Original Articles

A study of the kinetics of the adsorption of phosphorus by selected South African soils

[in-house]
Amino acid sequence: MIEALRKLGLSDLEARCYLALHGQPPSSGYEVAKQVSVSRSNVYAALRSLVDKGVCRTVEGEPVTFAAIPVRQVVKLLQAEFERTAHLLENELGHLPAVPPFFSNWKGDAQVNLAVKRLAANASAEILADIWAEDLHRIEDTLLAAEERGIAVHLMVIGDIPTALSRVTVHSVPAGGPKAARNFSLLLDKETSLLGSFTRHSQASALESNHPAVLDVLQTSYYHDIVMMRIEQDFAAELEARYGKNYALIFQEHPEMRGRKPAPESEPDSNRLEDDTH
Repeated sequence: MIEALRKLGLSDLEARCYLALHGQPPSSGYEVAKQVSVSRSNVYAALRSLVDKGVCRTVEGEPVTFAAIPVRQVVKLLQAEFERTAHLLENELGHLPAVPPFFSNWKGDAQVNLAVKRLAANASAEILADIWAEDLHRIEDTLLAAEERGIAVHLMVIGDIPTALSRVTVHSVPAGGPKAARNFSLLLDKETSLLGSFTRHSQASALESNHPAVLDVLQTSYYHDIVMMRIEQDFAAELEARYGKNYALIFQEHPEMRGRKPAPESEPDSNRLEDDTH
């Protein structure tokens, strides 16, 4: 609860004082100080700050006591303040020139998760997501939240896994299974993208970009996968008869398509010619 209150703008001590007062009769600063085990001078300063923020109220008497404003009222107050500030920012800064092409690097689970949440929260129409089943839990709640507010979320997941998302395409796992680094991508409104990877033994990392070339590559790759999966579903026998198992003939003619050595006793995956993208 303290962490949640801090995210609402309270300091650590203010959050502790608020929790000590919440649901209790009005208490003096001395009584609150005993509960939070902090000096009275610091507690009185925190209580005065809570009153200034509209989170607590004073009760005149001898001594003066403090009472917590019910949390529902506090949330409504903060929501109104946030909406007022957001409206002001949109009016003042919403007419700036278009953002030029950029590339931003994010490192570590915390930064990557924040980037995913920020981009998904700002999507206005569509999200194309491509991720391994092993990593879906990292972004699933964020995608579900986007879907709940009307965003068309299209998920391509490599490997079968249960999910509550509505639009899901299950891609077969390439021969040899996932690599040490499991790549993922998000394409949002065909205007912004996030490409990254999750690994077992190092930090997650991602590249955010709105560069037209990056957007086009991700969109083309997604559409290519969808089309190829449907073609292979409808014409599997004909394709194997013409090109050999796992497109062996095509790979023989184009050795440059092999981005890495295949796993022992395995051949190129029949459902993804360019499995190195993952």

Plots of the decline of the concentration of phosphorus in soil suspensions over time were constructed for 23 selected soils from South Africa and, using non-linear regression analysis, various models were fitted to the time curves, including mechanistic first and second order kinetic functions. The model best describing the data was found to be the empirical modified Freundlich kinetic function. The curvature of the Freundlich kinetic model, b, appeared to be independent of the initial concentration of P of the additional input solution. The parameter b is a useful soil-P kinetics index for the selection of P fertiliser strategies and making P fertiliser recommendations, especially in situations where the fertiliser cannot be incorporated into the plough layer annually as is the case with perennial crops or in no till cropping systems. The measurement of b, however, requires the construction of a multiple point time curve, a lengthy and cumbersome process that does not lend it easily to routine determination purposes. A multiple linear regression function is proposed which allows for the rate of the reaction of P adsorption onto soil to be determined from soil properties. These include clay and citrate bicarbonate dithionite-Fe (sesquioxide) content, as well as a single measure of the concentration of P in solution after a 24hour incubation period with the soil. The signs of the coefficients of the function suggest that soils with high clay and low iron sesquioxide contents tend to exhibit less P fixation over the long term than soils with comparatively lower clay and higher iron sesquioxide content. This in turn implies that the residual value of P fertiliser applications in soils high in clay and low in iron sesquioxide lasts longer. The function was not only useful in identifying factors influencing the rate of the adsorption of P onto soils, but can also assist in estimating b, thus bypassing the need to construct a time curve. Implications of these findings for soil testing laboratories involved in making P fertiliser recommendations are discussed.

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